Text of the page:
In the mornings in Kampala, I was usually greeted by the endearing cackling of eastern plantain eaters, a squawk or two from some egrets and maybe a call from a local marabou stork that had perched itself on the top of the roof. However when the Ross’ Turaco comes to visit- you know it is going to be a special day.
My blinds are drawn wide open as usual, and I am getting ready for work. I sense someone is watching- but who today? There is a curious Ross’ turaco, sporting a clearly distinctive hairstyle, peering back at me.
Usually found in forested woodlands in dense foliage, this bluish-purple bird is a sight to be seen. Photographing in dark areas is already difficult- let alone a speeding subject in dark conditions, which makes it even harder. So it was truly a treat when I saw this one perched in the morning light on an open branch, right outside my bedroom window.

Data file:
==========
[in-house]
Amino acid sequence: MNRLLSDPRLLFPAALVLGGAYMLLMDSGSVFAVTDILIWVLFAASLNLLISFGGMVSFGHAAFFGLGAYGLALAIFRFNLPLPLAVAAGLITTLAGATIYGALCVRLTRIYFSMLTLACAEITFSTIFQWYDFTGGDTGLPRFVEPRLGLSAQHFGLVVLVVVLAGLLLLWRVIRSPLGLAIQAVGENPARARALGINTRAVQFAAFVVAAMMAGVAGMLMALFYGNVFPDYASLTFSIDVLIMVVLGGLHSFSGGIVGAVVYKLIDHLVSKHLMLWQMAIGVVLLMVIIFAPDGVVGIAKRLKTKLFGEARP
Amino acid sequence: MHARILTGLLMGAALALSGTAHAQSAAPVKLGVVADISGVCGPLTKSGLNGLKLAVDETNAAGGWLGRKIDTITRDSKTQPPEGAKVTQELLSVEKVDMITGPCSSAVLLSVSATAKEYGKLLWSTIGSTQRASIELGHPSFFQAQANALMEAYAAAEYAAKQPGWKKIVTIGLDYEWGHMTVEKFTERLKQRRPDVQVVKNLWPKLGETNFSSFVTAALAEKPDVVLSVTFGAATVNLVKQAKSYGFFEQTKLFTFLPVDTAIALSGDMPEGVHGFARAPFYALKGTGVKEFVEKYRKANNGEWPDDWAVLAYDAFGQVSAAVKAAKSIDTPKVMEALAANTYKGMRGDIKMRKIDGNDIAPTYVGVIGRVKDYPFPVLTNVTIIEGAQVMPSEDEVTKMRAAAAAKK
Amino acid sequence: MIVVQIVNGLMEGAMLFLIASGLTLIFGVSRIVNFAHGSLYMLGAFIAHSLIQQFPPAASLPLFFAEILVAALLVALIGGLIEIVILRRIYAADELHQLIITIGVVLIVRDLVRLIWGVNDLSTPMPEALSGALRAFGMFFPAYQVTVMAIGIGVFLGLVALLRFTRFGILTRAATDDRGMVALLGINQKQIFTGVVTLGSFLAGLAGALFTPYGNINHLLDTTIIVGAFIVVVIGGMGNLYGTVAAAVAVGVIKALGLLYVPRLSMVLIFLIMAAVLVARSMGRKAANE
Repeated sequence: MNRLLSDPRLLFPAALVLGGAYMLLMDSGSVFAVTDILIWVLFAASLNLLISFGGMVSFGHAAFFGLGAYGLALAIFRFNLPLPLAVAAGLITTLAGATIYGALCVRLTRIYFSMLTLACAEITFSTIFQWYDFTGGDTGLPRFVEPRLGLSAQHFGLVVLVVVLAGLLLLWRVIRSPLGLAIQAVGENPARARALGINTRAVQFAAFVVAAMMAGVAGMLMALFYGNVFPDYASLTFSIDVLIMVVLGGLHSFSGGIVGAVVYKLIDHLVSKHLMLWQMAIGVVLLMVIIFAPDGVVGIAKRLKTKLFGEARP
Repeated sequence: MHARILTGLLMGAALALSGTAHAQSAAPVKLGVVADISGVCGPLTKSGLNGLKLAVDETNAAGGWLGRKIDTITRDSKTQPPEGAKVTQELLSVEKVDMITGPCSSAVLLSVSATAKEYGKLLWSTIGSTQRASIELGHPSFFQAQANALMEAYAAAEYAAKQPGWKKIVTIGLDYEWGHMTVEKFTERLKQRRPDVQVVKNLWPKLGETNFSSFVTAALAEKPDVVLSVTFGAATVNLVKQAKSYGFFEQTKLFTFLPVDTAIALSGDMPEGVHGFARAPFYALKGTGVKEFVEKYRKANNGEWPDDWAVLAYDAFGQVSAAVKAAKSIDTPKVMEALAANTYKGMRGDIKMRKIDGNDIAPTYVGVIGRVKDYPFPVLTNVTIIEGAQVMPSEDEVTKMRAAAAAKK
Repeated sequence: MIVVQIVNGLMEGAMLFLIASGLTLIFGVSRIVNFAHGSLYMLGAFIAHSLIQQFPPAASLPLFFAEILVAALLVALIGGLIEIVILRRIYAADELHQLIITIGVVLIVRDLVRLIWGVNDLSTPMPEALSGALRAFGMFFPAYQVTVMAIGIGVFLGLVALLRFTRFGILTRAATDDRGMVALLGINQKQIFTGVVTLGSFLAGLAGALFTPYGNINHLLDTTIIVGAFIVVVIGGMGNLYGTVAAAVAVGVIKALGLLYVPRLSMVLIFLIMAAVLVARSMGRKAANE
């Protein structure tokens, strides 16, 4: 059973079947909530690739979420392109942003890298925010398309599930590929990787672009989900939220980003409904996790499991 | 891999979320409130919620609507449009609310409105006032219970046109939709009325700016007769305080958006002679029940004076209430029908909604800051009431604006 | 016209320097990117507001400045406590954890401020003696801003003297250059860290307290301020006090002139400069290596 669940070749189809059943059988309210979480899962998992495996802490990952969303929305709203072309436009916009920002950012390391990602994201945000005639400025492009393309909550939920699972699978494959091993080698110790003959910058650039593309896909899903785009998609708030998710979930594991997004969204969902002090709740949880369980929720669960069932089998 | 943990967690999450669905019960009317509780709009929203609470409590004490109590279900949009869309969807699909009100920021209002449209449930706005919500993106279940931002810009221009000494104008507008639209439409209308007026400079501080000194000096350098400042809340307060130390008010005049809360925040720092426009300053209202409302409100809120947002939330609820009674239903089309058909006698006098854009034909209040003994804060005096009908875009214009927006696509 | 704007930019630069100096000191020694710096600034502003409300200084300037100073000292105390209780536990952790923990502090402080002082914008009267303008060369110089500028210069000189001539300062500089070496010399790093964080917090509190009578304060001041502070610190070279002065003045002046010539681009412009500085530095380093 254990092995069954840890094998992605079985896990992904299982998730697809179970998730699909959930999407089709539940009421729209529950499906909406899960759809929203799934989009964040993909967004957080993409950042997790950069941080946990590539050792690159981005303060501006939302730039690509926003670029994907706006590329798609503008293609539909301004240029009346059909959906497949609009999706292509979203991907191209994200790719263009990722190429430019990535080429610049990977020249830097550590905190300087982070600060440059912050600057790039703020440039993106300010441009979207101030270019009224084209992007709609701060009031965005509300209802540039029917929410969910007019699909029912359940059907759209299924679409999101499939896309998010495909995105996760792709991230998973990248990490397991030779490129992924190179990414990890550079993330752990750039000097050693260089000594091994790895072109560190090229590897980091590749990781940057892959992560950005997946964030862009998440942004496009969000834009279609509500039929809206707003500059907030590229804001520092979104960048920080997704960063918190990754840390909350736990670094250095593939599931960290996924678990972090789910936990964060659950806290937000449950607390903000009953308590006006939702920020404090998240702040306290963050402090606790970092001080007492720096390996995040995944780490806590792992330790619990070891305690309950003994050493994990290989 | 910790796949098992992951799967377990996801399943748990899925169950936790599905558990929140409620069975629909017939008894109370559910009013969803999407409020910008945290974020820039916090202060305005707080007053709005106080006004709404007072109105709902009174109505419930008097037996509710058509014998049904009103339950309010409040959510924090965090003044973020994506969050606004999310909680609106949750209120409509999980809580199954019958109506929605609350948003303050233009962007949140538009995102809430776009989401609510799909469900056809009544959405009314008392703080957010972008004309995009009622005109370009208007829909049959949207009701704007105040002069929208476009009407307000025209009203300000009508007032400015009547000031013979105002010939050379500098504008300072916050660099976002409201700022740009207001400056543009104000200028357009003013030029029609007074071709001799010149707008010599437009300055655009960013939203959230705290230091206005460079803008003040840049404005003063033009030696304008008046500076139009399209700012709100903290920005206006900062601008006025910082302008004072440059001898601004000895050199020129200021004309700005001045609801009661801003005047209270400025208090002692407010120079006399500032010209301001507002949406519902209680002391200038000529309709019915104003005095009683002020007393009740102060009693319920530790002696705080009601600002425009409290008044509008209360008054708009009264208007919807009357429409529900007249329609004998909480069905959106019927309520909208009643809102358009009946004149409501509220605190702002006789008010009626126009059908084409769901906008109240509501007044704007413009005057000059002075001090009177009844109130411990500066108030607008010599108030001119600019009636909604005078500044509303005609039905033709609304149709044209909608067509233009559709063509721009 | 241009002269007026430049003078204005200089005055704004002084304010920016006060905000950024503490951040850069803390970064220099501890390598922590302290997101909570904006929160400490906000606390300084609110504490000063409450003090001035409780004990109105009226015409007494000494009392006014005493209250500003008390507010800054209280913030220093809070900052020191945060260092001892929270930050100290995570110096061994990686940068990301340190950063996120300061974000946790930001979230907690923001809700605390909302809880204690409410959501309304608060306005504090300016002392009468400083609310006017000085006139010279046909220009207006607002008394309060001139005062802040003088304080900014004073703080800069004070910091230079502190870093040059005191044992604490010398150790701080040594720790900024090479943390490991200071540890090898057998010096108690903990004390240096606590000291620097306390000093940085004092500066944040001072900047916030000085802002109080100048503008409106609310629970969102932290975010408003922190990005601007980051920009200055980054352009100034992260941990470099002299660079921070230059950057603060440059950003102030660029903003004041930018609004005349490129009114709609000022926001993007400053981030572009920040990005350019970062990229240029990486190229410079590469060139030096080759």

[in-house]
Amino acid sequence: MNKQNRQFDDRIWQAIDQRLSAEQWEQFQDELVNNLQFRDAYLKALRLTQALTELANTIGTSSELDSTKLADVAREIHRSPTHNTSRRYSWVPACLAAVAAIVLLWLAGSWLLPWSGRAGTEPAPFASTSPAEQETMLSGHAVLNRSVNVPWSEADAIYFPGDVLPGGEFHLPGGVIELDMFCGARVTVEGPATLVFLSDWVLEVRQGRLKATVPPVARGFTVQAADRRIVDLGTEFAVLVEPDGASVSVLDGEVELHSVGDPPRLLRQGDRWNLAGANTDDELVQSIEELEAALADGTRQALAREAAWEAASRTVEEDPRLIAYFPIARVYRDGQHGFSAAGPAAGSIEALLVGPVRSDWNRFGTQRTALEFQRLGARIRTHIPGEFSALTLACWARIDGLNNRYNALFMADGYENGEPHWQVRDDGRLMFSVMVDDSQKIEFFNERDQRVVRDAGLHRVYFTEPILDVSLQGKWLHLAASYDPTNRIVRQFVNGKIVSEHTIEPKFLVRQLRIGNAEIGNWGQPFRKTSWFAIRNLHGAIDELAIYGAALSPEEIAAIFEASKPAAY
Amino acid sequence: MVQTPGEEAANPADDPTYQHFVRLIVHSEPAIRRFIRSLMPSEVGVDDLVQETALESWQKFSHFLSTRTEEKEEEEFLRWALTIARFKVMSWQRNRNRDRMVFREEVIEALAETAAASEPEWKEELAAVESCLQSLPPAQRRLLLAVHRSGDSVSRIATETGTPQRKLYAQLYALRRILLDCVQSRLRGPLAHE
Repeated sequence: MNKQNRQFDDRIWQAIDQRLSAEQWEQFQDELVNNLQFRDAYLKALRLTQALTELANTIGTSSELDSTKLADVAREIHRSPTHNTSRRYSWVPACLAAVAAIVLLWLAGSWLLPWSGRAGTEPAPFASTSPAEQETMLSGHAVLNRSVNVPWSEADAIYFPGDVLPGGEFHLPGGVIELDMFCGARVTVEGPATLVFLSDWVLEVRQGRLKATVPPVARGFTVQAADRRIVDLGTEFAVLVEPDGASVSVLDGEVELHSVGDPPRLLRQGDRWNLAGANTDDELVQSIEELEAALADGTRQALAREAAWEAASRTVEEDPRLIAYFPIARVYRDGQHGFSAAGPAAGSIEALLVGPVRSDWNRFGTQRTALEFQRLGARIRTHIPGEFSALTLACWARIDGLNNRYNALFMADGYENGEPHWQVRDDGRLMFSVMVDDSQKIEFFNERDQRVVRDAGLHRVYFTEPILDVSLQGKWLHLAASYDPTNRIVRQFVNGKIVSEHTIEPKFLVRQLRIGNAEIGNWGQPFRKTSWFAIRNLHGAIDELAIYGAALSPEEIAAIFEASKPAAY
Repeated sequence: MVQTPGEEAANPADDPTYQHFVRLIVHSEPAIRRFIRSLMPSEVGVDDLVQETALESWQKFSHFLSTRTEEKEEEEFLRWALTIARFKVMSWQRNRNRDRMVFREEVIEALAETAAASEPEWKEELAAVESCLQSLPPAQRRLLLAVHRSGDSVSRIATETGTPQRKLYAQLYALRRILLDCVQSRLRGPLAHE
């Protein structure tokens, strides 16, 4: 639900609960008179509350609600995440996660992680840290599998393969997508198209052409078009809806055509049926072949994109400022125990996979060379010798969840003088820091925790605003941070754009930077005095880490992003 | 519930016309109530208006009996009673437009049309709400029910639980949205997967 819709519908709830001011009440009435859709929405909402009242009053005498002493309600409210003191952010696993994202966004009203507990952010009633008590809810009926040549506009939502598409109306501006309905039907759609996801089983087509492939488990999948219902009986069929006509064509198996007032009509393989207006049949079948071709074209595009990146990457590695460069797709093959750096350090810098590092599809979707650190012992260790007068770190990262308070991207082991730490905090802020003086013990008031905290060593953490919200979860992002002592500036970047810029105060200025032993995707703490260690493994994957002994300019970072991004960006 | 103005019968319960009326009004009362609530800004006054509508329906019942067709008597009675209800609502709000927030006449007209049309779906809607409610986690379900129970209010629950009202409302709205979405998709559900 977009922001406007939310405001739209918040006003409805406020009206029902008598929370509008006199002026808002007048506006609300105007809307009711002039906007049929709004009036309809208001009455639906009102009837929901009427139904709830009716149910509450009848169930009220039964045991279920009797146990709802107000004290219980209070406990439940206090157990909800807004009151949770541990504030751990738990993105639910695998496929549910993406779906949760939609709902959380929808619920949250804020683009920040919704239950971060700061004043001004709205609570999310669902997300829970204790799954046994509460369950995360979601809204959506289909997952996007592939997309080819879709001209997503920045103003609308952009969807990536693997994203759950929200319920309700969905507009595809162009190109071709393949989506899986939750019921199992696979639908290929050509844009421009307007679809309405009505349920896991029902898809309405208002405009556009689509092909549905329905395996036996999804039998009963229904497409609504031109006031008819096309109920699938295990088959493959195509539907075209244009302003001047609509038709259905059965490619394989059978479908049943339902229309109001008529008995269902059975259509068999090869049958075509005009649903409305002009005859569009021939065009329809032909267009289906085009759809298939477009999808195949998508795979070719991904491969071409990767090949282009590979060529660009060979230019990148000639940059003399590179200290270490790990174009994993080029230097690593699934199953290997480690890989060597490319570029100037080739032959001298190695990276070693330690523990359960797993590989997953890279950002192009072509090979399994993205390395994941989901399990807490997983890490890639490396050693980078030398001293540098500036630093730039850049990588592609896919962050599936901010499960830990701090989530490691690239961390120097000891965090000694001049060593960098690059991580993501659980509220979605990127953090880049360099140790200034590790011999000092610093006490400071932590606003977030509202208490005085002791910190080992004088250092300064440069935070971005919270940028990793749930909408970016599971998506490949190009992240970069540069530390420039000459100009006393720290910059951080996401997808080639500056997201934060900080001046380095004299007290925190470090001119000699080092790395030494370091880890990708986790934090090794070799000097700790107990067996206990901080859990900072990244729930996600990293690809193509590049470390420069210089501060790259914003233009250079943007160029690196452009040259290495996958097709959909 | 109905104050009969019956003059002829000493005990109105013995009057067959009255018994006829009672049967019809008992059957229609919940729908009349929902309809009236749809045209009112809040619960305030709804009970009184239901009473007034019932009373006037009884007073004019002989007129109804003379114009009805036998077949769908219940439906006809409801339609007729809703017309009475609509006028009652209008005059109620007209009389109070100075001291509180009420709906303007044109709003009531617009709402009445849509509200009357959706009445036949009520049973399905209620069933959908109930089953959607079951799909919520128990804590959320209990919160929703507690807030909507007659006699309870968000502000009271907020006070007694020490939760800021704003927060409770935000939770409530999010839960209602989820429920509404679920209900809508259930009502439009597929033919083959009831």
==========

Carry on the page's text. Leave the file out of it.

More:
With a couple of toes that are pointed backwards to ensure better gripping around branches, these beautiful and vibrant birds scurry along branches, seemingly sometimes, as though they have 4 legs. They almost sound as if they do too- their deep calls are likened to a monkey’s. They love fruit, and I left some banana slices out on the balcony railing that day, though it didn’t appeal to their palate it seemed. They probably flew back to the faraway forests before long, away from the maddening crowds and the chaos of the city. If I were a bird, I would do exactly the same.
Here’s to the birds who remain mostly hidden in the canopies of dark jungles and forests, fraternising with the mountain gorillas- but sometimes do show themselves. And when they do, we can see what beauties they truly are.